Bath Preservation Trust (BPT) has decided it’s too big a financial risk to proceed further with its fight for a Judicial Review of Bath Cricket Club’s proposed student housing development.
The Trust initiated the Judicial Review because it believed the Council Development Management Committee erred in law in their decision making. In particular the Trust was dismayed at the weight of public benefit the Committee claimed would be brought by the development, which some Councillors deemed to be greater than the harms stated by the Council’s own planning, conservation, urban design and landscape officers who had all recommended refusal. BPT’s legal advice affirmed there were grounds for pursuing the case further.
However, it is apparent to the BPT Trustees that the financial risks to charitable funds of moving to the next stage are too great for BPT to continue. Although donors had contributed to the challenge, the donations were not sufficient to cover the potential tens of thousands of pounds costs and liabilities (in the event of losing the case), since the outcome of the case could not be guaranteed.
As the recently-published (November 20th) Raynsford Review of Planning states, ‘There has been a significant loss of public trust in planning’. Part of this lack of trust is due to the balance of power between developer and community. As the report concludes, the professional duty of planners (and planning authorities) to deliver public benefit should be reinforced. The review “received a significant body of evidence from planners in both the public and private sectors about pressures to act in a way that posed serious questions about compatibility with the Royal Town Planning Institute’s code of professional conduct and suggests adopting a “do no harm” expectation, similar to that applying to the medical professions.
Caroline Kay, CEO, BPT, said ‘There is a wide body of opinion in Bath that the Council made the wrong decision, a decision that we saw as unjustified, flawed and not in the interests of people of Bath as a whole or the character of the World Heritage Site and, importantly, against the recommendations of its own officers. We received considerable support in attempting to challenge the decision. However it is financially prohibitive for small but informed civic charities like ourselves to compete against the financial resources of developers or public authorities determined to fight their corner in making these sorts of challenge.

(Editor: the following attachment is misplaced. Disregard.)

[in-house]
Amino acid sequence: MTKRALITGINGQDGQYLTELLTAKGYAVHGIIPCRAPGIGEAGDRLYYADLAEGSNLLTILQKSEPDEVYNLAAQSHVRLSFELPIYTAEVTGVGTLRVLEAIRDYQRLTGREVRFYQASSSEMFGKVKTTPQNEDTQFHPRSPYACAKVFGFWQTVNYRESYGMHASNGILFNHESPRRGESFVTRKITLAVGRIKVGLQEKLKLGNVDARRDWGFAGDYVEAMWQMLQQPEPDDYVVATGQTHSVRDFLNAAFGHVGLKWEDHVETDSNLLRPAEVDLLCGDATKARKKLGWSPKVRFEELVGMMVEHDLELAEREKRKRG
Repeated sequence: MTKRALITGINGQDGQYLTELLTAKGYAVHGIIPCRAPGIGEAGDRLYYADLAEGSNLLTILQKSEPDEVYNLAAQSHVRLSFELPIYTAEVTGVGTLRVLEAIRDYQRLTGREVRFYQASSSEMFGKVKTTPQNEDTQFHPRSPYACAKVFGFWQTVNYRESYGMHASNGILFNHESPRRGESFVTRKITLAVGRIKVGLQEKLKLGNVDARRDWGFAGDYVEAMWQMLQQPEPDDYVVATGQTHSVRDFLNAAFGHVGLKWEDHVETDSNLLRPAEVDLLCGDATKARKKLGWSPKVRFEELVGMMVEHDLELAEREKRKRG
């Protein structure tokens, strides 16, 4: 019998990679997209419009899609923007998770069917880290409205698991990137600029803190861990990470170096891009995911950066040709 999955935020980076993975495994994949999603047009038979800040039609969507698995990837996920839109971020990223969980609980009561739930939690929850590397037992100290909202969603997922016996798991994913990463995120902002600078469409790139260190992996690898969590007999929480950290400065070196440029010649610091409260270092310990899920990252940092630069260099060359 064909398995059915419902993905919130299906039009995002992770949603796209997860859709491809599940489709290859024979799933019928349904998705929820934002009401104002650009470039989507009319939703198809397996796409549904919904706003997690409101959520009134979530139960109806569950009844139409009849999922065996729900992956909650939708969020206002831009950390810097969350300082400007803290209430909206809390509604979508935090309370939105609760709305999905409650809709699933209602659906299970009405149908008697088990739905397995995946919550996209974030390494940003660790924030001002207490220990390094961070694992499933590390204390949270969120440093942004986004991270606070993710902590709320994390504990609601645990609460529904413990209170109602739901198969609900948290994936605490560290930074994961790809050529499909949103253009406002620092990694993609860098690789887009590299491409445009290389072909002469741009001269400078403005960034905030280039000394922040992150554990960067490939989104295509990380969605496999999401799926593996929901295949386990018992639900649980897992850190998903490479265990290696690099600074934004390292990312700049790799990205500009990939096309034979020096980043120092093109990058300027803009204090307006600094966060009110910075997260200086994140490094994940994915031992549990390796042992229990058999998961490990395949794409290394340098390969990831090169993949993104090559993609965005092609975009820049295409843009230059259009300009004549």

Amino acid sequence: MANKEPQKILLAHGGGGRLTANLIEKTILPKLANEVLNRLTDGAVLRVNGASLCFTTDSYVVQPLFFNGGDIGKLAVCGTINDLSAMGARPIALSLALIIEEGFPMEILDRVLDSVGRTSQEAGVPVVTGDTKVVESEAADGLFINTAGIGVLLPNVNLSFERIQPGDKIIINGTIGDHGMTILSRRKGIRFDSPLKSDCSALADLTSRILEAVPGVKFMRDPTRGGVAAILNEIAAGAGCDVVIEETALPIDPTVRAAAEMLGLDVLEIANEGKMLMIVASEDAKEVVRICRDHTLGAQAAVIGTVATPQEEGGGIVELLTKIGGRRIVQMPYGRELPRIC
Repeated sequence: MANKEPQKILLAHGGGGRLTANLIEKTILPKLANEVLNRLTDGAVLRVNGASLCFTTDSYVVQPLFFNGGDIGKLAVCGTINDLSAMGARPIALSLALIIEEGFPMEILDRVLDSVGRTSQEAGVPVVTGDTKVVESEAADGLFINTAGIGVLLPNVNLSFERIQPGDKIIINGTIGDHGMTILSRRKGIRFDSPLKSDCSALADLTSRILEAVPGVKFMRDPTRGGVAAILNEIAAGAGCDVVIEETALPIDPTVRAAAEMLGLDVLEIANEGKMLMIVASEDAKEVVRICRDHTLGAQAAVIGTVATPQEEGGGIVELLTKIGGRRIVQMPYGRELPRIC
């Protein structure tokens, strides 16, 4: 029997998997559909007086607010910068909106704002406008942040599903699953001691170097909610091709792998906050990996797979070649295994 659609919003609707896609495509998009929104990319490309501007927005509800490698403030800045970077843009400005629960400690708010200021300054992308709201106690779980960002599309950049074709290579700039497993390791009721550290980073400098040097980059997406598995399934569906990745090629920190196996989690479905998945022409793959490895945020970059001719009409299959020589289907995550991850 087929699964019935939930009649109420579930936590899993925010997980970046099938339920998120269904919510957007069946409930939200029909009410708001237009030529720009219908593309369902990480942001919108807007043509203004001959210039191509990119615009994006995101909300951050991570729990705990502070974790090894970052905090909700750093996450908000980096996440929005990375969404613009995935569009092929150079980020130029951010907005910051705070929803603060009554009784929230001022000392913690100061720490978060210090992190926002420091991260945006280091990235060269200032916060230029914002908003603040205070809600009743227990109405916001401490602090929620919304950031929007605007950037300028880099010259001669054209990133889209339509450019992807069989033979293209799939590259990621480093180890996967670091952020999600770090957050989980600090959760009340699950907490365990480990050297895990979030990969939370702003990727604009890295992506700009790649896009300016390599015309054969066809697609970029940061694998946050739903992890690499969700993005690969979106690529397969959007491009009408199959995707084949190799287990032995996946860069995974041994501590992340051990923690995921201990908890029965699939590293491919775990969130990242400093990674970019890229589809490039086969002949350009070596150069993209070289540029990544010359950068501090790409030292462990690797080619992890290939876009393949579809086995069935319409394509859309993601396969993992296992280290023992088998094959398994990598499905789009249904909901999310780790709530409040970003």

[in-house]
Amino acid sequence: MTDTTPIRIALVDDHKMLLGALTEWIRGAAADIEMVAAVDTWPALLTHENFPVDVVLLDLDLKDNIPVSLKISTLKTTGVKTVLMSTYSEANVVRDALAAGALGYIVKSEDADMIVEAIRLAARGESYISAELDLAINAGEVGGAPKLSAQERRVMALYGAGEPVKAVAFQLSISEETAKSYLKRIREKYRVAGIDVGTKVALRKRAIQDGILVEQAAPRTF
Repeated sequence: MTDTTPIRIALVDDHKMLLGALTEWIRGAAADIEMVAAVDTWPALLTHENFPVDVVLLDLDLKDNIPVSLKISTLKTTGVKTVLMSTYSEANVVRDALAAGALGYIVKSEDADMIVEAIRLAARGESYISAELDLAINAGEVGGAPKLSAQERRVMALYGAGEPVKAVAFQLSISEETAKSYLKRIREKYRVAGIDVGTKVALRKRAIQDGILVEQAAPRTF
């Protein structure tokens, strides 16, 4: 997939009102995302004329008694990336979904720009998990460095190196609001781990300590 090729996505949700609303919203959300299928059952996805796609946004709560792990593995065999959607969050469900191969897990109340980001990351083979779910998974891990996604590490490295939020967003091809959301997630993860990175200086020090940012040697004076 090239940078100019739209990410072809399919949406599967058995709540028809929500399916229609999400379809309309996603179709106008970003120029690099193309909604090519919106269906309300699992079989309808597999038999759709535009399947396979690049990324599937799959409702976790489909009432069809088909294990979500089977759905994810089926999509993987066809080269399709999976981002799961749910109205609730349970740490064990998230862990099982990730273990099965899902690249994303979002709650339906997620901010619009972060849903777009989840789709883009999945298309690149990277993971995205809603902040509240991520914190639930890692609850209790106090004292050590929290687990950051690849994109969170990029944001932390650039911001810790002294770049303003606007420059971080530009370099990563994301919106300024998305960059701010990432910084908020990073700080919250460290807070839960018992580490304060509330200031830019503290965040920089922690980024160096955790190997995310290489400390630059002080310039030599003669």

More particularly, we do not believe that the accommodation provided in this student block will liberate a single bed in an HMO, let alone a whole house, for family housing despite the claims made by some by councillors in their justification for this development. Purpose built student accommodation is beyond the means of many students and so does not help the housing crisis. We will watch closely to see if the Council’s claims are justified.
In terms of the other claimed benefits, we hope that cricketers young and old, not just members of Bath Cricket Club, are able to enjoy the new cricket facilities in due course if this development does go ahead, but very much regret that the club could not conceive of a more restrained and less overbearing way of providing new sports facilities, one that would be of genuine benefit to Bath residents and of a scale, massing and design that BPT would have been happy to support.
As a consequence of this process, BPT is today launching a Crowdjustice ‘Fighting Fund’ to assist the Trust with future challenges of this sort: if you would like to donate to this, please do so HERE.
Bath Preservation Trust is a local amenity group and registered charity. It was set up in 1934 to safeguard the historic city of Bath, the only complete city in the UK afforded World Heritage Site status. Its aims are:
- to encourage and support the conservation, evolution and enhancement of Bath and its environs within a framework appropriate both to its historic setting and its sustainable future, and;
- to provide educational resources, including museums, which focus on the architectural and historic importance of the city.